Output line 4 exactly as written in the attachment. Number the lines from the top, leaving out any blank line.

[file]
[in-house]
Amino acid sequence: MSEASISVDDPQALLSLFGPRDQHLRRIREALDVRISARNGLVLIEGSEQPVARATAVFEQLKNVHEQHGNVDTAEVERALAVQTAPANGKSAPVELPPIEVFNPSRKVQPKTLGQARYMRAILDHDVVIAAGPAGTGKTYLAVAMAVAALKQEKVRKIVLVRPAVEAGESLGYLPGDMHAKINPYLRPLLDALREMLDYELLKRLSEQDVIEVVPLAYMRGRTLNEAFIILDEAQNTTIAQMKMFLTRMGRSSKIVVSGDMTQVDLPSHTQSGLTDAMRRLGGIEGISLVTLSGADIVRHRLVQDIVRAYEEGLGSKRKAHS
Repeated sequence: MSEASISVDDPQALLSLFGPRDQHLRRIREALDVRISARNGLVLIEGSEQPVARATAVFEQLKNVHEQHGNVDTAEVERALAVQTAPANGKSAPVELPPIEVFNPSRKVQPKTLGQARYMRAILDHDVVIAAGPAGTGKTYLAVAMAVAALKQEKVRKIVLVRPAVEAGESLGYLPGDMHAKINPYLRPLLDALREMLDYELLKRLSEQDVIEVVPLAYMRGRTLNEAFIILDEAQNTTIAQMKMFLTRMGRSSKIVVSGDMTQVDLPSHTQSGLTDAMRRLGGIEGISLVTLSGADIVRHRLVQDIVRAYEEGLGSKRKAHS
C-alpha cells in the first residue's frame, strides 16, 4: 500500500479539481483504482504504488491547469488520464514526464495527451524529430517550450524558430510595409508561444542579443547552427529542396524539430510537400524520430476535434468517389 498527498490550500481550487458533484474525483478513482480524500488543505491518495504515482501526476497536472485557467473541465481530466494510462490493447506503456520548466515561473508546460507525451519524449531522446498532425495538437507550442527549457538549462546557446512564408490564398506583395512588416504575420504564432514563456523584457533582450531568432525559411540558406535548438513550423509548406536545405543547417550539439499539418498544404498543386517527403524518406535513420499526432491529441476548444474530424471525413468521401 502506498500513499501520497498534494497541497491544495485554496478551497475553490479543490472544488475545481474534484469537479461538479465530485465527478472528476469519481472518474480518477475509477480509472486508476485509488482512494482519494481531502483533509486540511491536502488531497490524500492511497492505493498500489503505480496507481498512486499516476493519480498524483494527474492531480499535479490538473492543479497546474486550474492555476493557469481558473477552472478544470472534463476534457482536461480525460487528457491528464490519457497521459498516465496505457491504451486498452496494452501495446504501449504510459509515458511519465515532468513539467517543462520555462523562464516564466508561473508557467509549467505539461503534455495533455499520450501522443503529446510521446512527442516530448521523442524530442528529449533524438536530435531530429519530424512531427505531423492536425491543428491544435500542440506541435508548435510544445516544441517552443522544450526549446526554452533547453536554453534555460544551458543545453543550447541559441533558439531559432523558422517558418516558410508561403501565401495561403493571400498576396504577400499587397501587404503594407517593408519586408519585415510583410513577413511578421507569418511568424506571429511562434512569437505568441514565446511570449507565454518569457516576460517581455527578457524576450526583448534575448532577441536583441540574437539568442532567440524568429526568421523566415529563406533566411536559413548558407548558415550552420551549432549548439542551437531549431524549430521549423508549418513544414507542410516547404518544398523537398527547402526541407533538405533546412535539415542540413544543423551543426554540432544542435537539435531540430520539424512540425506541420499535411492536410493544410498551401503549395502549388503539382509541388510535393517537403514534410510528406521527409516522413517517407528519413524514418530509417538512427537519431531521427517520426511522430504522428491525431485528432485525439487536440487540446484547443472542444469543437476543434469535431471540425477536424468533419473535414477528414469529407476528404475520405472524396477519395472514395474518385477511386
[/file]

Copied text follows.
C-alpha cells in the first residue's frame, strides 16, 4: 500500500479539481483504482504504488491547469488520464514526464495527451524529430517550450524558430510595409508561444542579443547552427529542396524539430510537400524520430476535434468517389 498527498490550500481550487458533484474525483478513482480524500488543505491518495504515482501526476497536472485557467473541465481530466494510462490493447506503456520548466515561473508546460507525451519524449531522446498532425495538437507550442527549457538549462546557446512564408490564398506583395512588416504575420504564432514563456523584457533582450531568432525559411540558406535548438513550423509548406536545405543547417550539439499539418498544404498543386517527403524518406535513420499526432491529441476548444474530424471525413468521401 502506498500513499501520497498534494497541497491544495485554496478551497475553490479543490472544488475545481474534484469537479461538479465530485465527478472528476469519481472518474480518477475509477480509472486508476485509488482512494482519494481531502483533509486540511491536502488531497490524500492511497492505493498500489503505480496507481498512486499516476493519480498524483494527474492531480499535479490538473492543479497546474486550474492555476493557469481558473477552472478544470472534463476534457482536461480525460487528457491528464490519457497521459498516465496505457491504451486498452496494452501495446504501449504510459509515458511519465515532468513539467517543462520555462523562464516564466508561473508557467509549467505539461503534455495533455499520450501522443503529446510521446512527442516530448521523442524530442528529449533524438536530435531530429519530424512531427505531423492536425491543428491544435500542440506541435508548435510544445516544441517552443522544450526549446526554452533547453536554453534555460544551458543545453543550447541559441533558439531559432523558422517558418516558410508561403501565401495561403493571400498576396504577400499587397501587404503594407517593408519586408519585415510583410513577413511578421507569418511568424506571429511562434512569437505568441514565446511570449507565454518569457516576460517581455527578457524576450526583448534575448532577441536583441540574437539568442532567440524568429526568421523566415529563406533566411536559413548558407548558415550552420551549432549548439542551437531549431524549430521549423508549418513544414507542410516547404518544398523537398527547402526541407533538405533546412535539415542540413544543423551543426554540432544542435537539435531540430520539424512540425506541420499535411492536410493544410498551401503549395502549388503539382509541388510535393517537403514534410510528406521527409516522413517517407528519413524514418530509417538512427537519431531521427517520426511522430504522428491525431485528432485525439487536440487540446484547443472542444469543437476543434469535431471540425477536424468533419473535414477528414469529407476528404475520405472524396477519395472514395474518385477511386